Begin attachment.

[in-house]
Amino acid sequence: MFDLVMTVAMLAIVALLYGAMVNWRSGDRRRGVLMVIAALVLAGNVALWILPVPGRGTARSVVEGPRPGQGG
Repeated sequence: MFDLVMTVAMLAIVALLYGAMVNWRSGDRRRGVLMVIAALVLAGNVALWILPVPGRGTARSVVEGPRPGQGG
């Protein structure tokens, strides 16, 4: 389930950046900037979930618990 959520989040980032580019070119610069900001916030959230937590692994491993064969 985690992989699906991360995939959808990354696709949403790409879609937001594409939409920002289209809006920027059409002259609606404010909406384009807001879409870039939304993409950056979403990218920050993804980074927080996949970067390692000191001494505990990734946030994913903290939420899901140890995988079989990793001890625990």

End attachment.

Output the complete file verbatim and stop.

[in-house]
Amino acid sequence: MFDLVMTVAMLAIVALLYGAMVNWRSGDRRRGVLMVIAALVLAGNVALWILPVPGRGTARSVVEGPRPGQGG
Repeated sequence: MFDLVMTVAMLAIVALLYGAMVNWRSGDRRRGVLMVIAALVLAGNVALWILPVPGRGTARSVVEGPRPGQGG
């Protein structure tokens, strides 16, 4: 389930950046900037979930618990 959520989040980032580019070119610069900001916030959230937590692994491993064969 985690992989699906991360995939959808990354696709949403790409879609937001594409939409920002289209809006920027059409002259609606404010909406384009807001879409870039939304993409950056979403990218920050993804980074927080996949970067390692000191001494505990990734946030994913903290939420899901140890995988079989990793001890625990």